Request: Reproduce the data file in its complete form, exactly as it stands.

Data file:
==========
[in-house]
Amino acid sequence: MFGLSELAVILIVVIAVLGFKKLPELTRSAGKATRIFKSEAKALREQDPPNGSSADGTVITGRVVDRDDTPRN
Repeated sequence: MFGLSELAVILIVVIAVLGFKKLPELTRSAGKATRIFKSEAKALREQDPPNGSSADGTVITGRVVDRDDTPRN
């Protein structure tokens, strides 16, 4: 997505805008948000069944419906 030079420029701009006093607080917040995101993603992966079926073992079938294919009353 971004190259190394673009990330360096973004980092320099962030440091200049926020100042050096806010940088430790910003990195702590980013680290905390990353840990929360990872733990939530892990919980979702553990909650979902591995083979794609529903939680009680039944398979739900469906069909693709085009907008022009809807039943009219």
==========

[in-house]
Amino acid sequence: MFGLSELAVILIVVIAVLGFKKLPELTRSAGKATRIFKSEAKALREQDPPNGSSADGTVITGRVVDRDDTPRN
Repeated sequence: MFGLSELAVILIVVIAVLGFKKLPELTRSAGKATRIFKSEAKALREQDPPNGSSADGTVITGRVVDRDDTPRN
């Protein structure tokens, strides 16, 4: 997505805008948000069944419906 030079420029701009006093607080917040995101993603992966079926073992079938294919009353 971004190259190394673009990330360096973004980092320099962030440091200049926020100042050096806010940088430790910003990195702590980013680290905390990353840990929360990872733990939530892990919980979702553990909650979902591995083979794609529903939680009680039944398979739900469906069909693709085009907008022009809807039943009219």